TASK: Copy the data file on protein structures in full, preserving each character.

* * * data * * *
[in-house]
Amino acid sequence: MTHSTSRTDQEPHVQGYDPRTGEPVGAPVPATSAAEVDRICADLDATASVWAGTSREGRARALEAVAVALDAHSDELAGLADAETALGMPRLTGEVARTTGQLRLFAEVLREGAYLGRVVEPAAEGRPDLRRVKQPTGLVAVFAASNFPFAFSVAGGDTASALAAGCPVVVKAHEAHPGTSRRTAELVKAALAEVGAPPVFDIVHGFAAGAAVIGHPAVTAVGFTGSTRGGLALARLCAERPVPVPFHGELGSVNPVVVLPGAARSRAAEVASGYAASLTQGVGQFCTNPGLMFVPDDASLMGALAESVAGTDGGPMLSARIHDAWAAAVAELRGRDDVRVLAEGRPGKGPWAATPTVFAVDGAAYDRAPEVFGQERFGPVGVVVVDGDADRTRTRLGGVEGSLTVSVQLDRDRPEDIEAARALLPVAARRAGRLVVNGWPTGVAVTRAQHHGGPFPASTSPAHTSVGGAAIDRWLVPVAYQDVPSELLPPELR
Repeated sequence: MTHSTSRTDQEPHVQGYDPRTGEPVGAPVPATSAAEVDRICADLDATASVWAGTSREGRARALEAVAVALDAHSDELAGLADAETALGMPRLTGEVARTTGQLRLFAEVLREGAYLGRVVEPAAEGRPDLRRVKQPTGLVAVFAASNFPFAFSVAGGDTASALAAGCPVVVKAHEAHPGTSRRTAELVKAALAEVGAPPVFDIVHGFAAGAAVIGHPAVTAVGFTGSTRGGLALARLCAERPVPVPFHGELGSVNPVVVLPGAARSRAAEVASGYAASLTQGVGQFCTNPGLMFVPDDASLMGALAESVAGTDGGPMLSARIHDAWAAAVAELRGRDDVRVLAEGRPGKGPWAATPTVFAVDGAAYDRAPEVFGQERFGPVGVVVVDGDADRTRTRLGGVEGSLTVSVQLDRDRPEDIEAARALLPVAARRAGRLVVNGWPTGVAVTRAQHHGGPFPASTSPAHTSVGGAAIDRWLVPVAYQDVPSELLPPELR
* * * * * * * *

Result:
[in-house]
Amino acid sequence: MTHSTSRTDQEPHVQGYDPRTGEPVGAPVPATSAAEVDRICADLDATASVWAGTSREGRARALEAVAVALDAHSDELAGLADAETALGMPRLTGEVARTTGQLRLFAEVLREGAYLGRVVEPAAEGRPDLRRVKQPTGLVAVFAASNFPFAFSVAGGDTASALAAGCPVVVKAHEAHPGTSRRTAELVKAALAEVGAPPVFDIVHGFAAGAAVIGHPAVTAVGFTGSTRGGLALARLCAERPVPVPFHGELGSVNPVVVLPGAARSRAAEVASGYAASLTQGVGQFCTNPGLMFVPDDASLMGALAESVAGTDGGPMLSARIHDAWAAAVAELRGRDDVRVLAEGRPGKGPWAATPTVFAVDGAAYDRAPEVFGQERFGPVGVVVVDGDADRTRTRLGGVEGSLTVSVQLDRDRPEDIEAARALLPVAARRAGRLVVNGWPTGVAVTRAQHHGGPFPASTSPAHTSVGGAAIDRWLVPVAYQDVPSELLPPELR
Repeated sequence: MTHSTSRTDQEPHVQGYDPRTGEPVGAPVPATSAAEVDRICADLDATASVWAGTSREGRARALEAVAVALDAHSDELAGLADAETALGMPRLTGEVARTTGQLRLFAEVLREGAYLGRVVEPAAEGRPDLRRVKQPTGLVAVFAASNFPFAFSVAGGDTASALAAGCPVVVKAHEAHPGTSRRTAELVKAALAEVGAPPVFDIVHGFAAGAAVIGHPAVTAVGFTGSTRGGLALARLCAERPVPVPFHGELGSVNPVVVLPGAARSRAAEVASGYAASLTQGVGQFCTNPGLMFVPDDASLMGALAESVAGTDGGPMLSARIHDAWAAAVAELRGRDDVRVLAEGRPGKGPWAATPTVFAVDGAAYDRAPEVFGQERFGPVGVVVVDGDADRTRTRLGGVEGSLTVSVQLDRDRPEDIEAARALLPVAARRAGRLVVNGWPTGVAVTRAQHHGGPFPASTSPAHTSVGGAAIDRWLVPVAYQDVPSELLPPELR